Common Fig, Edible Fig, Higo 'Chicago Hardy'

Ficus carica

Family: Moraceae (mor-AY-see-ee) (Info)
Genus: Ficus (FY-kus) (Info)
Species: carica (KAIR-ih-kuh) (Info)
Cultivar: Chicago Hardy


Edible Fruits and Nuts

Water Requirements:

Unknown - Tell us

Sun Exposure:

Full Sun


Unknown - Tell us

Foliage Color:

Unknown - Tell us


Unknown - Tell us


Unknown - Tell us


USDA Zone 6a: to -23.3 C (-10 F)

USDA Zone 6b: to -20.5 C (-5 F)

USDA Zone 7a: to -17.7 C (0 F)

USDA Zone 7b: to -14.9 C (5 F)

USDA Zone 8a: to -12.2 C (10 F)

USDA Zone 8b: to -9.4 C (15 F)

Where to Grow:

Unknown - Tell us


Handling plant may cause skin irritation or allergic reaction

Bloom Color:

Unknown - Tell us

Bloom Characteristics:

Unknown - Tell us

Bloom Size:

Unknown - Tell us

Bloom Time:


Other details:

Unknown - Tell us

Soil pH requirements:

6.1 to 6.5 (mildly acidic)

Patent Information:

Unknown - Tell us

Propagation Methods:

By dividing the rootball

From softwood cuttings

From hardwood cuttings

By air layering

By tip layering

By stooling or mound layering

Seed Collecting:

N/A: plant does not set seed, flowers are sterile, or plants will not come true from seed


This plant has been said to grow in the following regions:

Bridgeport, Connecticut

Marathon, Florida

Washington, Illinois

Winthrop, Massachusetts

Aurora, Missouri

Springfield, Missouri

Omaha, Nebraska

Clayton, New Jersey

Whiting, New Jersey

Brooklyn, New York

Croton On Hudson, New York

Efland, North Carolina

Wake Forest, North Carolina

Richfield, Ohio

Harrisonburg, Virginia

Manassas, Virginia

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Gardeners' Notes:


On Jun 26, 2018, jackjrabbit from Blackwood, NJ wrote:

Killed to the ground in 7B like most figs are. However it has recovered remarkably slow compared to other figs listed as being less hardy.


On Sep 24, 2017, JennysGarden_TN from Collierville, TN wrote:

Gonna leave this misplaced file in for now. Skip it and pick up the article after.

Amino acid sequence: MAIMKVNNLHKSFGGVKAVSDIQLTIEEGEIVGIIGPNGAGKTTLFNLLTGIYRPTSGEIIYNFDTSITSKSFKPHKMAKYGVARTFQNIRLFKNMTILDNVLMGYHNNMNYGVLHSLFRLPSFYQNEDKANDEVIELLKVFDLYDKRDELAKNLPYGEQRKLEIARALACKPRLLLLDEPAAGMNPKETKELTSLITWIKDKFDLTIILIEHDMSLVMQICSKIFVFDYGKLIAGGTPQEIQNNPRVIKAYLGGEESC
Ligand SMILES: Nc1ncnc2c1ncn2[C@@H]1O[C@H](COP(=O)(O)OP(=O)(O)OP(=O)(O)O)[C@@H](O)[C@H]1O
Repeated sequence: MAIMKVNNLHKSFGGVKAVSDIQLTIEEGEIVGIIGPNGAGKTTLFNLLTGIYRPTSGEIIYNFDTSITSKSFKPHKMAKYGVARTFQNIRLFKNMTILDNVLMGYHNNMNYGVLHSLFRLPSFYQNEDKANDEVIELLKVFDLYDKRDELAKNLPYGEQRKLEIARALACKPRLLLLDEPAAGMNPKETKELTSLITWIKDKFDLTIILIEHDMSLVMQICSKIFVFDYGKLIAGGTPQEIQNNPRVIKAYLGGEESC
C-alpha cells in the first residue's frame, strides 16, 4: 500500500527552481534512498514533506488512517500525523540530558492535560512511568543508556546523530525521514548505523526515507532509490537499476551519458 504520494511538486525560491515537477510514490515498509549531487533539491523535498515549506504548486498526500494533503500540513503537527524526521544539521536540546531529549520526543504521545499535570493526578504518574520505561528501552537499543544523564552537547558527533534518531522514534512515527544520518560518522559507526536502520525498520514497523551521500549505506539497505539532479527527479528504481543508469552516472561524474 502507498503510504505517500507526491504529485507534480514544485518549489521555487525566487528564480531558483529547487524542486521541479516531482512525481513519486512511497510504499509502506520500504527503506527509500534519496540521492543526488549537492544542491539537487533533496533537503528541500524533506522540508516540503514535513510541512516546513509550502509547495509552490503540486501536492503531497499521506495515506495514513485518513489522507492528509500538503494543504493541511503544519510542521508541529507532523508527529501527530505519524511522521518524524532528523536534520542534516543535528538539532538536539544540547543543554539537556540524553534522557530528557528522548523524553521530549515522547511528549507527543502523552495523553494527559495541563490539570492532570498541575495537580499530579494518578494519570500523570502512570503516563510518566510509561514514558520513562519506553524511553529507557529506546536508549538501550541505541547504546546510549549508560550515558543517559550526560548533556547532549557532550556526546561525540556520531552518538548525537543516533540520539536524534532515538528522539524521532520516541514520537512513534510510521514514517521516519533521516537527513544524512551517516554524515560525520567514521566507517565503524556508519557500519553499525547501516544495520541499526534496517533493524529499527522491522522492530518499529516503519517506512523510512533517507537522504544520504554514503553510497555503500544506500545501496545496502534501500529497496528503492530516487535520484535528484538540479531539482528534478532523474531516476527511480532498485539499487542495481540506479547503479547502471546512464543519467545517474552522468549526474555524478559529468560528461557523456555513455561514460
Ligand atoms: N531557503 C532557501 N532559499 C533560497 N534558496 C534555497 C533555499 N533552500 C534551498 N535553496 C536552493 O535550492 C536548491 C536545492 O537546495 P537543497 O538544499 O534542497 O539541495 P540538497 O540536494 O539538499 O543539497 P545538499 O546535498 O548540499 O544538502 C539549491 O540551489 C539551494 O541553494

It grows well in my zone 7b zone. Love the juicy delicious fruits!


On Jun 8, 2013, u2dan from Winthrop, MA wrote:

I live in Winthrop, Massachusetts, which is right next to Boston. We are a coastal town, I believe in zone 6ish.

The first year I had my chicago fig, I planted it in the ground and let it do its thing. Around late october, I pruned it as it was just one stick, wrapped it in burlap stuffed with leaves and put a container over it. It was about a foot high at this point. Come spring, it bloomed with leaves and new branches!

I decided to dig it up last summer and keep it in a pot. It did its usual leaf dropping in the fall, and sat in my house without leaves for the winter. It did start producing leaves much earlier though, probably in early March. When I put it outside when the weather stayed warmer, it kinda looked like it was dying, the leaves got brown and so... read more


On May 14, 2012, RxBenson from Pikesville, MD (Zone 7a) wrote:

I have two plants. The first year I brought them into the garage and overwintered them there -- Zone 7A in NJ.

The second year I left the pots out on the south-facing sidewalk without protection -- they are, after all, "Chicago HARDY"!

Each way worked and I got a small fruit yield.

These are the dwarf variety.

I now live in Pikesville MD -- same zone, but warmer and with red clay soil... -- and have put them into the ground here. They had spent up until late April in their pots. One is by the front fence where it will get morning sun. The other is in the center of the yard, beneath some high shade.

I'll keep you updated....


On Aug 23, 2007, BrooklynJon from Brooklyn, NY (Zone 6b) wrote:

Planted it in the ground last summer in Brooklyn (z6b-7a). Wrapped twice around with burlap, then put a plastic bag over the top (updating the more traditional bucket). It survived the winter nicely (T min=12 degrees) and is flourishing this summer. I haven't seen any figs on it yet, so I can't comment on them.